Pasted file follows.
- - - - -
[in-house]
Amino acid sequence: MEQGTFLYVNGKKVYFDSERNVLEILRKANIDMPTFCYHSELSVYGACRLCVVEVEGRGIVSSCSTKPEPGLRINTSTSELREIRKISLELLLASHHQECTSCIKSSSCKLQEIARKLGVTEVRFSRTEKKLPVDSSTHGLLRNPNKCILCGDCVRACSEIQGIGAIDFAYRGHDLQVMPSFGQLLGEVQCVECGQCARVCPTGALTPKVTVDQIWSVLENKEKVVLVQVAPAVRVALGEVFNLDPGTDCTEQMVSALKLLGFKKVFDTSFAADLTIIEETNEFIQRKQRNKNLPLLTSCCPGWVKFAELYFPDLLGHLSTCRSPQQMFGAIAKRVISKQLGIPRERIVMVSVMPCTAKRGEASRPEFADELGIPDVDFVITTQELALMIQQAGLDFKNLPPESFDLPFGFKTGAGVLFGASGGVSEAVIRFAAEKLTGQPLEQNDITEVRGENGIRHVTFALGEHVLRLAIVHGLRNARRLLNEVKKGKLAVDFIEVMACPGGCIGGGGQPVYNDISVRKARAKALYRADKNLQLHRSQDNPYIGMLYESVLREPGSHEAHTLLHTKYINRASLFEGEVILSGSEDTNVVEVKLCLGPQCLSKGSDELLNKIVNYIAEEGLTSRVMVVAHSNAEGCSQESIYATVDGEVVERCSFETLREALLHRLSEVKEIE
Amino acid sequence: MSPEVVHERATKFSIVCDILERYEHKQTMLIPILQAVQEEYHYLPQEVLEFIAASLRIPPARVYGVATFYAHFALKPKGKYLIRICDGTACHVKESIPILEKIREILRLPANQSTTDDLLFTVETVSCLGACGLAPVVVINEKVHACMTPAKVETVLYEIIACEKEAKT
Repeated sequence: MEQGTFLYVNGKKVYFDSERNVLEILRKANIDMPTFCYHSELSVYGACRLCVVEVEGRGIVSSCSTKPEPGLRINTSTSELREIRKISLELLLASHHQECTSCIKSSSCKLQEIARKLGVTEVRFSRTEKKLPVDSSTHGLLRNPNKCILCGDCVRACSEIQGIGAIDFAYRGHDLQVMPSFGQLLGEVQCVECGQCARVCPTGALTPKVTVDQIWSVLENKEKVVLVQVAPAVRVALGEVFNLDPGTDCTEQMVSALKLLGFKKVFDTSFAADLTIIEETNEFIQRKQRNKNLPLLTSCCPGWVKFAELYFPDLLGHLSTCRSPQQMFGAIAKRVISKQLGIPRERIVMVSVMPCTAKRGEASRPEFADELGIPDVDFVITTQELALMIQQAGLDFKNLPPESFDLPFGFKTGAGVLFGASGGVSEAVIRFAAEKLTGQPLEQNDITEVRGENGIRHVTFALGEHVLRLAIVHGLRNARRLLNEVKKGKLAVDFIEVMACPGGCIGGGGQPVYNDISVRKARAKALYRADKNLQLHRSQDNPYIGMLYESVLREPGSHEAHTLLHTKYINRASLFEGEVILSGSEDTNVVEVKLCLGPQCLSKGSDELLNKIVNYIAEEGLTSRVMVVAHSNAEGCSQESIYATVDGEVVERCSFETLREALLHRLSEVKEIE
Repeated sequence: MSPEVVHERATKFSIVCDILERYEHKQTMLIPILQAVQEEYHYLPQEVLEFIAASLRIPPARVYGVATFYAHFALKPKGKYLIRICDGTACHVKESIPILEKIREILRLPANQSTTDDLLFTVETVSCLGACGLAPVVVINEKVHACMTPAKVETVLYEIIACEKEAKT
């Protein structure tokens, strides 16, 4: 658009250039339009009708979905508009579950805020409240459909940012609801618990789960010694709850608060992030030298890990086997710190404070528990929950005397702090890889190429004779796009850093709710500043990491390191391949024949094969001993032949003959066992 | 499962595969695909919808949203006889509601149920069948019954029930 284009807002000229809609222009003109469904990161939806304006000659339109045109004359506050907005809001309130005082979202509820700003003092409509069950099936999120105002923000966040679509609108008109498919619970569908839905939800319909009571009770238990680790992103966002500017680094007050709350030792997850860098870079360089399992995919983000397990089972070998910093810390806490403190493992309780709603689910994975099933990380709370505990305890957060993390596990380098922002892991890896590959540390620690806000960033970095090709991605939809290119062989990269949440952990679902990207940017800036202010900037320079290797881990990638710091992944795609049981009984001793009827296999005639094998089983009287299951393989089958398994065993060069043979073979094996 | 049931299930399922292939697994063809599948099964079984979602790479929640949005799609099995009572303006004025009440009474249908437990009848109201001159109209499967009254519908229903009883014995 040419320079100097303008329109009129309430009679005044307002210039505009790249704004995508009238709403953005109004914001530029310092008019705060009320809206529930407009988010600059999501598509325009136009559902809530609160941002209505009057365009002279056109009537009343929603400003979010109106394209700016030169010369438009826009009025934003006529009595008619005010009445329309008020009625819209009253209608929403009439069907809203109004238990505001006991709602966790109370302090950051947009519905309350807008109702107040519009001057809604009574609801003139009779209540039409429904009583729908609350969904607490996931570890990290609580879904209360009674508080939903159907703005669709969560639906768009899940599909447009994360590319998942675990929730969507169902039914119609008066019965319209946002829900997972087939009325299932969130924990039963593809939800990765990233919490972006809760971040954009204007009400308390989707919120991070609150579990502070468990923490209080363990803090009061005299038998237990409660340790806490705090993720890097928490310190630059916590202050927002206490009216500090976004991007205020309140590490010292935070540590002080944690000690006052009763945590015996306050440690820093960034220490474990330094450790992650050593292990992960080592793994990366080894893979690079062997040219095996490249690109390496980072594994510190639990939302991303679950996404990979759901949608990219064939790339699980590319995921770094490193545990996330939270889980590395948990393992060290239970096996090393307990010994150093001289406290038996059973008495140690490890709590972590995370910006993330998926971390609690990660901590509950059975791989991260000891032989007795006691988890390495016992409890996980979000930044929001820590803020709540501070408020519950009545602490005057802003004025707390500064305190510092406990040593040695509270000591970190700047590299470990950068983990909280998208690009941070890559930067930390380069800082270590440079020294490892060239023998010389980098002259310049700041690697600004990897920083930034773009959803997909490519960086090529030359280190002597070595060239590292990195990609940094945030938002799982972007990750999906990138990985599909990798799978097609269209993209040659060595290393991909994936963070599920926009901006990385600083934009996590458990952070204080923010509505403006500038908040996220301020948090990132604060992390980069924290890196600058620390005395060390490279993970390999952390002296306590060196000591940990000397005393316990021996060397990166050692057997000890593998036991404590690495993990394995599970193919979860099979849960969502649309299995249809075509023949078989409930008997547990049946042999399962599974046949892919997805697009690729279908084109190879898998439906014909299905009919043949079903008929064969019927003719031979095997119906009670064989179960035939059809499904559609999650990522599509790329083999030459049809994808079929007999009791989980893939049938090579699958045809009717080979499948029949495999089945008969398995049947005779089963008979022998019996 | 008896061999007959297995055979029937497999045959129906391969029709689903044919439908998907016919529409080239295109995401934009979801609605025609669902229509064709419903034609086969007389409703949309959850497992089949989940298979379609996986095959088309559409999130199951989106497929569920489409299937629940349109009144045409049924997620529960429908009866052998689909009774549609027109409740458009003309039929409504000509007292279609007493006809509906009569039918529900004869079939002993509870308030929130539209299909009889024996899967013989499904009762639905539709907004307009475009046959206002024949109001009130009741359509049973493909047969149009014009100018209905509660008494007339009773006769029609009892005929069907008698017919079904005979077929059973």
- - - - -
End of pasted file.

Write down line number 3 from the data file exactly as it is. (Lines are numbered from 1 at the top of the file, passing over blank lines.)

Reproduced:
Amino acid sequence: MSPEVVHERATKFSIVCDILERYEHKQTMLIPILQAVQEEYHYLPQEVLEFIAASLRIPPARVYGVATFYAHFALKPKGKYLIRICDGTACHVKESIPILEKIREILRLPANQSTTDDLLFTVETVSCLGACGLAPVVVINEKVHACMTPAKVETVLYEIIACEKEAKT